Semi-Dwarf on Colt rootstock with at least 3 different varieties.
Possible Varieties:Bing, Black Tartarian, Lapins, and Van
Chill hours: 500-700
Harvest: May 10 - June 15
Looks: Three dark red skinned and one yellow blushed with red.
Personality: All have superb sweet flavor.
Facts of note: Favorite in colder regions.
Includes one very cold hardy variety, a heavy producer, and two flavor favorites.
Pollination: All varieties are pollinated by another on the tree.
Enjoy three different fruits or varieties on one tree! Multi-grafted trees have three different varieties grafted onto one rootstock so you can enjoy more variety and extended harvests in one-third the space. Cherries are a practical fruit for home orchards where climate and soil conditions are suitable. Once established, they require little maintenance and are reliable producers. They are best adapted to areas where summers are moderately cool. The trees dislike high humidity. They are usually the last fruit to bloom and first to ripen. Most varieties require a pollenizer. Sweet cherries can reach 25-30 feet tall in deep soils. Sensitive to wet, tight soils. Susceptible to birds, brown rot, and bacterial canker. The trees are 2 years old and you can expect to harvest 4th or 5th year. On Mazzard rootstock which is vigorous, more tolerant of wet soils than Mahaleb (but good drainage still required). Resistant to root-knot nematodes and oak-root fungus. Standard trees reach 30'-40' unpruned. By pruning, you can keep your tree to any size.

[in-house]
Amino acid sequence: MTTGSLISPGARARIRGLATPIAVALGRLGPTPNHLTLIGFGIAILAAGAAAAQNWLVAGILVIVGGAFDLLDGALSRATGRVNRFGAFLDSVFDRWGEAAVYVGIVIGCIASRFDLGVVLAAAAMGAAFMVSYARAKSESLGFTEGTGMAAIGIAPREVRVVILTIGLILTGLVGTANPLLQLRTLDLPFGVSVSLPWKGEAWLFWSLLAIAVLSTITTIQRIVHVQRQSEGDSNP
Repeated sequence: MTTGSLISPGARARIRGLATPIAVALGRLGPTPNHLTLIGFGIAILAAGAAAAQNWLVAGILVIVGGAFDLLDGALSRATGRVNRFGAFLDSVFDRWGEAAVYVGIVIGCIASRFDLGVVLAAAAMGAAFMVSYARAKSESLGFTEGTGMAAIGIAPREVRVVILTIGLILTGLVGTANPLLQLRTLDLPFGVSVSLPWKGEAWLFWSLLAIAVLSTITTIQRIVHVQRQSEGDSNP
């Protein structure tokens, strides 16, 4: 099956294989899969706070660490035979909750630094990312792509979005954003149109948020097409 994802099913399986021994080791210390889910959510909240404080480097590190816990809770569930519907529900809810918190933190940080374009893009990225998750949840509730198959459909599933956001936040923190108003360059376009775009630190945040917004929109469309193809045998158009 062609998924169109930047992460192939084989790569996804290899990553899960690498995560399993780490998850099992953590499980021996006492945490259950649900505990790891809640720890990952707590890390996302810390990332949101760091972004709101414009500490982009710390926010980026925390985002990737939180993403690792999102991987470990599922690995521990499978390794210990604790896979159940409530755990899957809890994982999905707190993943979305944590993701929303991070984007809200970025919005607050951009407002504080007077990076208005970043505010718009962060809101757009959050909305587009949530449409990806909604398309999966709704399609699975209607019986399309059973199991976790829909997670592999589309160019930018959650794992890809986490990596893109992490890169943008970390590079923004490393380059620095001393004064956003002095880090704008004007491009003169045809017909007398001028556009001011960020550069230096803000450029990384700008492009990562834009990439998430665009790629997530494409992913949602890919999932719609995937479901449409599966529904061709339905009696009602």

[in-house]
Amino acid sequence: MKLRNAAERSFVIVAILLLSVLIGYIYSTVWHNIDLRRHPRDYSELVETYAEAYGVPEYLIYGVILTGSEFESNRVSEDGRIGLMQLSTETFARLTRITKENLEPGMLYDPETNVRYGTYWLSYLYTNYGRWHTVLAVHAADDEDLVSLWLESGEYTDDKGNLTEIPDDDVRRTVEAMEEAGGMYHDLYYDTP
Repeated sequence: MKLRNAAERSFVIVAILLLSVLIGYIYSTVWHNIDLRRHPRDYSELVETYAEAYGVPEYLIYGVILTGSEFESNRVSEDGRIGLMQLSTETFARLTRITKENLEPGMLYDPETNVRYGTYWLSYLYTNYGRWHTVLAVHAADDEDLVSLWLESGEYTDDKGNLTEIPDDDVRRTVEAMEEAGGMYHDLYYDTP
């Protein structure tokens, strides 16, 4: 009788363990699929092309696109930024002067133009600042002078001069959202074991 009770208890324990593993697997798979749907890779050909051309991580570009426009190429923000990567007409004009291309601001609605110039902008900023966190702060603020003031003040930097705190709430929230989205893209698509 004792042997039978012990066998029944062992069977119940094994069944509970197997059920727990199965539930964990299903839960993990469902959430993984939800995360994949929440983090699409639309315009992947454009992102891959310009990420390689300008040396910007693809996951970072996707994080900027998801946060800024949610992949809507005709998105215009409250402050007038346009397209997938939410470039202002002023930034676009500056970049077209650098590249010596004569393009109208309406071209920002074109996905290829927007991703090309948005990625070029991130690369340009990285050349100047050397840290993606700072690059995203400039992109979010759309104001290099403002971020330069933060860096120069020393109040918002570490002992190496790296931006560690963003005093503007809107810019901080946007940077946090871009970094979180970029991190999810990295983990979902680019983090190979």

To increase survival rate of grafts it is important not to let one graft overtake the tree. If the different fruit varieties (the limbs) are not well-spread on your trees, use a spreader to separate them. Always plant the smallest limb (the “weakest” bud) to the south/southwest to insure that it gets plenty of sun. Prune back the strongest growing varieties by 2/3. Prune back the weakest variety by 1/2 — or not at all. During the summer, watch the growth-rate of the smaller limbs to determine if pruning is necessary at that time. If the weakest variety is 1/2 the size of the others, it’s best not to cut it back. Prune back the more aggressive limbs. Summer-prune when necessary in order to let sunlight get to all the developing varieties. Keep even sunlight available to all the developing selections. After the third season, maintain the multi-budded tree so that each fruit-type grows in balance with the others.
Please Note: Although most of our bare-root trees arrive to our warehouse in mid-December, there are a few varieties -- Mulberry, Pecan, Persimmon, Quince, and Walnut -- that will not arrive until mid-January. If you order any of those varieties along with varieties that arrive in mid-December, your order will be delayed for shipment until mid-January unless you ask us to split your shipments and agree to pay any additional shipping charges resulting from two separate shipments.
Check out our Fruit Tree Harvest Chart to plan for successive harvests.
I got this tree last year with three grafts, a Bing, Van and Utah Giant. All three grafts have flourished and the tree looks beautiful. It's four years old and because of the hard winter only one graft fruited (the Van) but I thought it was great that with slightly different bloom times even with late snows at least one graft was pollinated. Mulit-grafts are a great thing for fruit like cherries that need pollinators, especially if you don't have room for more than one tree.
The Mazzard rootstock is doing fine even my foothill, clay soil. I added some compost and Bareroot Booster at planting to help with the tight soil and it is planted on a hill to help with drainage.